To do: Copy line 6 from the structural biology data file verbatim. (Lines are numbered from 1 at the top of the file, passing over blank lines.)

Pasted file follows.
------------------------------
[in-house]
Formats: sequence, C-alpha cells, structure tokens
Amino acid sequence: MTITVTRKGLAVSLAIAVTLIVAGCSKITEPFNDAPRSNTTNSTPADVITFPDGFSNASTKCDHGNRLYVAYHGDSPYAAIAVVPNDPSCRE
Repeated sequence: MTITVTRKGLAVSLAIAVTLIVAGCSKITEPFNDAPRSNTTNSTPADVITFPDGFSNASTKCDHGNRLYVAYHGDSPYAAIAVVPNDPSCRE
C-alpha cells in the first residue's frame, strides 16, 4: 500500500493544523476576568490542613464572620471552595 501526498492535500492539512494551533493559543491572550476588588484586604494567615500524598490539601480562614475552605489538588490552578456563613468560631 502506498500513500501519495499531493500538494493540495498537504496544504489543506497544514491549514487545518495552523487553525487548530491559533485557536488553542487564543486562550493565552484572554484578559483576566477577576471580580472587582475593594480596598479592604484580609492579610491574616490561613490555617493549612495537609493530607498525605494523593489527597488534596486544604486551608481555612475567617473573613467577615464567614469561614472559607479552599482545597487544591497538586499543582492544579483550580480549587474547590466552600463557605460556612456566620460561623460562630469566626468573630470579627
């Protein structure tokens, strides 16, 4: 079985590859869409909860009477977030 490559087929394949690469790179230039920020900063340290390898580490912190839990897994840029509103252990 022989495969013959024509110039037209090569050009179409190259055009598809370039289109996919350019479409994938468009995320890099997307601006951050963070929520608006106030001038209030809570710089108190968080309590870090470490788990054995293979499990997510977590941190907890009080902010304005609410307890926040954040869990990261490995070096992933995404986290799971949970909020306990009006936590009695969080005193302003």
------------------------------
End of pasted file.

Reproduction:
């Protein structure tokens, strides 16, 4: 079985590859869409909860009477977030 490559087929394949690469790179230039920020900063340290390898580490912190839990897994840029509103252990 022989495969013959024509110039037209090569050009179409190259055009598809370039289109996919350019479409994938468009995320890099997307601006951050963070929520608006106030001038209030809570710089108190968080309590870090470490788990054995293979499990997510977590941190907890009080902010304005609410307890926040954040869990990261490995070096992933995404986290799971949970909020306990009006936590009695969080005193302003």